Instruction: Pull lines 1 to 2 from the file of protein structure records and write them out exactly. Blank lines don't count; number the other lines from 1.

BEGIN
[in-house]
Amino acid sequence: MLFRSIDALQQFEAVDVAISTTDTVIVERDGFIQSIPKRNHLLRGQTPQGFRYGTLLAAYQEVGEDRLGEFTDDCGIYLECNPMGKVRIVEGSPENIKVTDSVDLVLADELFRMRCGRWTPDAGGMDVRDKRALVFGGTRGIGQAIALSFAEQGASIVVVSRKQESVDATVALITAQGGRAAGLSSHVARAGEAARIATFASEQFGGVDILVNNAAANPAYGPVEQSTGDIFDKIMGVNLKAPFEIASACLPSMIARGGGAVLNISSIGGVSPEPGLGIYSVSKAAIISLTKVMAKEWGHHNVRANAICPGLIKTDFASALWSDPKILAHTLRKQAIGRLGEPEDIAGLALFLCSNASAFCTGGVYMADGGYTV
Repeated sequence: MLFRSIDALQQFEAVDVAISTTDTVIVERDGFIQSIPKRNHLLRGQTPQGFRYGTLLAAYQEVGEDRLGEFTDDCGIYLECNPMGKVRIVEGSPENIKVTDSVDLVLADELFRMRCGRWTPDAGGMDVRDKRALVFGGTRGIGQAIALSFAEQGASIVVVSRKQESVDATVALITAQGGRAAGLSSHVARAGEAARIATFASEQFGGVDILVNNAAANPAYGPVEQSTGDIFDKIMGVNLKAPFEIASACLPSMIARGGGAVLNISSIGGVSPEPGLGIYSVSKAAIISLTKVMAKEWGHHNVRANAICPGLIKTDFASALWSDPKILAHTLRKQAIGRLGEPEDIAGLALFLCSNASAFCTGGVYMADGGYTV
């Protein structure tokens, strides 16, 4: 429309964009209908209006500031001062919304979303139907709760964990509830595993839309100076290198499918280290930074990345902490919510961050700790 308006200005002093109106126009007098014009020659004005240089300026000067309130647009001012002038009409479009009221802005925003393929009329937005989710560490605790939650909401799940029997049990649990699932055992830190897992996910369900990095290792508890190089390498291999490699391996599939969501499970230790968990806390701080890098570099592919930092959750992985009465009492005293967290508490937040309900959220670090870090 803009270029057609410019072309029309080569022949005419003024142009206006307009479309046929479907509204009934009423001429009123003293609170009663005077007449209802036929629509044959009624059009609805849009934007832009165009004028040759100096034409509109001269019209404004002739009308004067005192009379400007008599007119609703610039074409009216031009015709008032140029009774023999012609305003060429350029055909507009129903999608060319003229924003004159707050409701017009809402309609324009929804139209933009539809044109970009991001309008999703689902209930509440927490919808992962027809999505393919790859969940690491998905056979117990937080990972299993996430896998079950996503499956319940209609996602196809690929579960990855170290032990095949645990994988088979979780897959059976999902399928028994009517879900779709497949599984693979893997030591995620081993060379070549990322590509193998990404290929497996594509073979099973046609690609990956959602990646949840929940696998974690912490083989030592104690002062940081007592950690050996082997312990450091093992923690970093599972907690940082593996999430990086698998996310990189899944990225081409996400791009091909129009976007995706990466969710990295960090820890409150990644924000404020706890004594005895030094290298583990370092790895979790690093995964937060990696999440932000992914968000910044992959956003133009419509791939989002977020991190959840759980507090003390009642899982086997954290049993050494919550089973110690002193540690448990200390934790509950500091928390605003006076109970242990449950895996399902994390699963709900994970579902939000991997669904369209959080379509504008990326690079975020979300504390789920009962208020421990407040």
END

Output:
[in-house]
Amino acid sequence: MLFRSIDALQQFEAVDVAISTTDTVIVERDGFIQSIPKRNHLLRGQTPQGFRYGTLLAAYQEVGEDRLGEFTDDCGIYLECNPMGKVRIVEGSPENIKVTDSVDLVLADELFRMRCGRWTPDAGGMDVRDKRALVFGGTRGIGQAIALSFAEQGASIVVVSRKQESVDATVALITAQGGRAAGLSSHVARAGEAARIATFASEQFGGVDILVNNAAANPAYGPVEQSTGDIFDKIMGVNLKAPFEIASACLPSMIARGGGAVLNISSIGGVSPEPGLGIYSVSKAAIISLTKVMAKEWGHHNVRANAICPGLIKTDFASALWSDPKILAHTLRKQAIGRLGEPEDIAGLALFLCSNASAFCTGGVYMADGGYTV